Groundbreaking nuclear fusion experiment could ‘revolutionise the world’ with clean energy

US scientists have conducted the first-ever nuclear fusion experiment to achieve a net energy gain, paving the way for a “source of clean energy that could revolutionize the world”.

During a major news briefing at Lawrence Livermore National Laboratory in California, officials revealed that the successful fusion experiment took place last week.

How it happened: An “incredible” scientific discovery could create unlimited energy

It was the result of “60 years of global research, development, engineering and testing”, which could become the backbone of commercial electricity generation.

Such an outcome would boost the world’s shift to renewable energy, helping to fight climate change.

US Energy Secretary Jennifer Granholm said the breakthrough “will go down in the history books.”

“This is one of the most impressive scientific feats of the 21st century,” he added.

How did the experiment take place?

The experiment involved 192 high-power laser beams being fired at a capsule containing the elements deuterium and tritium, heating it to a temperature of over three million degrees Celsius, thus briefly simulating the conditions of a star.

Dr. Marvin Adams said it had been performed “hundreds of times before,” but had never successfully produced more energy than it expended.

“For the first time, they designed this experiment so that the fusion fuel remained hot enough, dense enough and round enough to ignite and produce more energy than is deposited by the lasers,” he said.

“About two mega joules in, about three mega joules out — a gain of 1.5, power generation took less time than it takes for light to travel an inch.”

It was, as he quipped, “a bit fast”.

Though the target was smaller than a pea, the lasers — part of the so-called NIF system — are powerful enough to deliver more energy than the entire power grid that sustains the entire United States.

Chief engineer Jean-Michel Di Nicola said it “is the size of three football fields and delivers energy in excess of two million joules with a peak power of 500 trillion watts.”

“For a very short period of time, a few billionths of a second, it surpasses the entire US power grid,” he said.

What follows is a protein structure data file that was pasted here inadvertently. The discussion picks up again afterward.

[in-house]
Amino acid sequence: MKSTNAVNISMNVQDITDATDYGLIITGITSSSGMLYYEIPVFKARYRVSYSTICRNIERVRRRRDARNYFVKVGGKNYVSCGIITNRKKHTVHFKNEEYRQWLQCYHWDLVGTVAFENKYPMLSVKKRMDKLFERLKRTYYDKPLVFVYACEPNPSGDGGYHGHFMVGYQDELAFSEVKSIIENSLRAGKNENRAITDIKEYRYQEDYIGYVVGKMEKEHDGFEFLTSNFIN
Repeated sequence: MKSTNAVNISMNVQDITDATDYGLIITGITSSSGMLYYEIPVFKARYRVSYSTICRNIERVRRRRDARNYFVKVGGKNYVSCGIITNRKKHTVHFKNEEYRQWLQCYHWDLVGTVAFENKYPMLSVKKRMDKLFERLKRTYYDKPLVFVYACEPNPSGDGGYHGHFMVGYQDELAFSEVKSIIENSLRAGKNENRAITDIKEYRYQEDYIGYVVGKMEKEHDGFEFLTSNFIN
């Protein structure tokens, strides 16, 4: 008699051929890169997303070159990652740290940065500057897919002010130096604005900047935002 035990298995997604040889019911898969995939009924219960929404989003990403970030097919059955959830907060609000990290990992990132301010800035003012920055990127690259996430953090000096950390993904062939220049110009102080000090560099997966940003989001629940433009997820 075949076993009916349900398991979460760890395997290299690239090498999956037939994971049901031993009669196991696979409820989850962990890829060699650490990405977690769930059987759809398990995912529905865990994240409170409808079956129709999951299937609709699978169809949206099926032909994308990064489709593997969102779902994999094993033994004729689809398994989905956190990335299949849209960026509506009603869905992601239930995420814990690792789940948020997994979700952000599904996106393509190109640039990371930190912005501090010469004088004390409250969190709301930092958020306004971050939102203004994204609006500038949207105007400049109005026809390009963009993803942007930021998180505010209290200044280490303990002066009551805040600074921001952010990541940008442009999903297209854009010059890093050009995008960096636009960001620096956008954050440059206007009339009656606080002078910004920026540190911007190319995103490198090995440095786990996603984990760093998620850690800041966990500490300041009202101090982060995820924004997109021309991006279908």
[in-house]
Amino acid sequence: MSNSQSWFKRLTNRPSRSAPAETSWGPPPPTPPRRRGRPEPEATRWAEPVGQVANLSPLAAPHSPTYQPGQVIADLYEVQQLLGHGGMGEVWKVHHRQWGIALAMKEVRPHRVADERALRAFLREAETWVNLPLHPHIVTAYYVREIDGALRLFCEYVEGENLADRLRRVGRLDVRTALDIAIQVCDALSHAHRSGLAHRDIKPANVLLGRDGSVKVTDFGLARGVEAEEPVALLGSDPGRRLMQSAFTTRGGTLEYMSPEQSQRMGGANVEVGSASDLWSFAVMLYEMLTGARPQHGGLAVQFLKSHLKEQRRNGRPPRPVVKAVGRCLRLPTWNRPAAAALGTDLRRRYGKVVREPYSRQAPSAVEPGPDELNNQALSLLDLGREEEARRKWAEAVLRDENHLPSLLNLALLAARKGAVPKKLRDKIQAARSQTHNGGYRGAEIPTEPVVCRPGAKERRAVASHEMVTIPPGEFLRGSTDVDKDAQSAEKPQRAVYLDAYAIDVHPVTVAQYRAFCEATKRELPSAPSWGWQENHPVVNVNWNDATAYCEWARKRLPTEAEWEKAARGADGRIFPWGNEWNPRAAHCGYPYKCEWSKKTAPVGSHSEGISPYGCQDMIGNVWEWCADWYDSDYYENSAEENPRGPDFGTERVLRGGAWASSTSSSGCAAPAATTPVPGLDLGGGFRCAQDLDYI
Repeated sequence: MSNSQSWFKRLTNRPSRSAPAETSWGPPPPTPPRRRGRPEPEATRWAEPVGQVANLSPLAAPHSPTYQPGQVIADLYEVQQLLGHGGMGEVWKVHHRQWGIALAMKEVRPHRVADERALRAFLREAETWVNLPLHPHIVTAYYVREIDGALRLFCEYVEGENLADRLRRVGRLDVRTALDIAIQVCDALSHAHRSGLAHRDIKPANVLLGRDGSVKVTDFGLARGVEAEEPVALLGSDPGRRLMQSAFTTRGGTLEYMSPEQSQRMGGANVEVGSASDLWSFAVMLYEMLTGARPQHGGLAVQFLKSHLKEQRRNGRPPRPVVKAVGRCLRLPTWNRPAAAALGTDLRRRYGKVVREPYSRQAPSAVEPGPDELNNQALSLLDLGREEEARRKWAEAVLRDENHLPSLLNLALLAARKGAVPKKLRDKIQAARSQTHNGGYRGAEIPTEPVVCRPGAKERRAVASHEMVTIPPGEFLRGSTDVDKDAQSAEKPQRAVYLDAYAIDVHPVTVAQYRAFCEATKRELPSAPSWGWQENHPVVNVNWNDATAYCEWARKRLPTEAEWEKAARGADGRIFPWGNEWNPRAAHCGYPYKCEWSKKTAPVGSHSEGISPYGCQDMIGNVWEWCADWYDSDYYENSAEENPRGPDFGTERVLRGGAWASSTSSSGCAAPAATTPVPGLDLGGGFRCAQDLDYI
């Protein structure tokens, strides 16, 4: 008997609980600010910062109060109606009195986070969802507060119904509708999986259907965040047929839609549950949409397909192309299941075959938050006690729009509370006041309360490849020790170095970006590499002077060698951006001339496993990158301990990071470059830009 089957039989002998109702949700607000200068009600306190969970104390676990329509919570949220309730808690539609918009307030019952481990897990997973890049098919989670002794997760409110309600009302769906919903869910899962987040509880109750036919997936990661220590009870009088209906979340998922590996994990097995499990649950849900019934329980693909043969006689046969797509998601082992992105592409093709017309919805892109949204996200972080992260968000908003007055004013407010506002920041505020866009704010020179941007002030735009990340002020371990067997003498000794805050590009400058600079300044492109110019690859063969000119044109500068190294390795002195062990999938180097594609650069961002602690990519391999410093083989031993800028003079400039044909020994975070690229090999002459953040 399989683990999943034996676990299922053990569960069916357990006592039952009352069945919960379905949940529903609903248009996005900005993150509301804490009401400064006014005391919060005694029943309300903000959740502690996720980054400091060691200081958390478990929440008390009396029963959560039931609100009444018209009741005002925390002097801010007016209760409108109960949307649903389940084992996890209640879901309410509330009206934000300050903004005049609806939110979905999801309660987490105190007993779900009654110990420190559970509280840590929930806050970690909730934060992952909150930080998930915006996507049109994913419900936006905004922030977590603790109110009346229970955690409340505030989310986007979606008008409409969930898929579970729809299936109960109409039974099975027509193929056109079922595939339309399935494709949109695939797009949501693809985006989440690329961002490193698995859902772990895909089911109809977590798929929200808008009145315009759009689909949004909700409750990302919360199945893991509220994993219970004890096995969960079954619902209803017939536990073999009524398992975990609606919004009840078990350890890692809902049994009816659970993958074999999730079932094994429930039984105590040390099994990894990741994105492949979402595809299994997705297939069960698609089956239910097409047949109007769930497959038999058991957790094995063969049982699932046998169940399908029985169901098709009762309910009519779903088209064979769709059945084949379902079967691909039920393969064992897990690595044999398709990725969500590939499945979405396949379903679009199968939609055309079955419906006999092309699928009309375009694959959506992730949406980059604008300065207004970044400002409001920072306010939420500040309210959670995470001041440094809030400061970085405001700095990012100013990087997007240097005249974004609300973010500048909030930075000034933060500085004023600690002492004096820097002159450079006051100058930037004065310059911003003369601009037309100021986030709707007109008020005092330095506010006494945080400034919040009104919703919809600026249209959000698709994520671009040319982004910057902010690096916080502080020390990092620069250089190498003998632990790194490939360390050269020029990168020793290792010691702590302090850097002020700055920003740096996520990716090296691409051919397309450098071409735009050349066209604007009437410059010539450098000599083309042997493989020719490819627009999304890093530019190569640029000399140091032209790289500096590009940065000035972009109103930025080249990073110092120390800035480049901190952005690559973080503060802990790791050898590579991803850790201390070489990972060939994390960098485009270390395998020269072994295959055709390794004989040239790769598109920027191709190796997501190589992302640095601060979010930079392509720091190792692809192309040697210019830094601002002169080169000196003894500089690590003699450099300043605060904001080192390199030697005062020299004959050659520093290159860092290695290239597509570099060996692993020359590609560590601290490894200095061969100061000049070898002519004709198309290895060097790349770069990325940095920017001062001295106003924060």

How long before the process can create usable energy?

The question on everyone’s lips after the press conference was how long it would take before the process could be used to create energy that we could actually use.

Dr Kim Budil, director of the Lawrence Livermore National Laboratory, admitted it would take “probably decades”.

President Joe Biden said he hoped a commercial fusion reactor would be installed within 10 years, and officials acknowledged the private sector should play a big role in accelerating the shift from lab experiments to commercial electricity generation.

Other nuclear fusion projects will also have a role to play – and scientists in California cited work by a team in Oxfordshire, which earlier this year they used their JET machine to generate about 11 megawatts of energy.

That was far more than was generated in the NIF experiment, but crucially it didn’t achieve a net energy gain.

Professor Gianluca Gregori of the University of Oxford, a specialist in the type of laser used in the laboratory, pointed out that the amount of energy produced was less than that needed to power a wall outlet.

“While this is not yet an economically viable powerhouse, the path forward is much clearer,” he added.

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Jeremy Chittenden, professor of plasma physics at Imperial College London, said scientists ‘will have to find a way to reproduce the same effect much more frequently and much more cheaply’.

If they did, it would be a huge blow in the arm to the world’s drive towards renewables.

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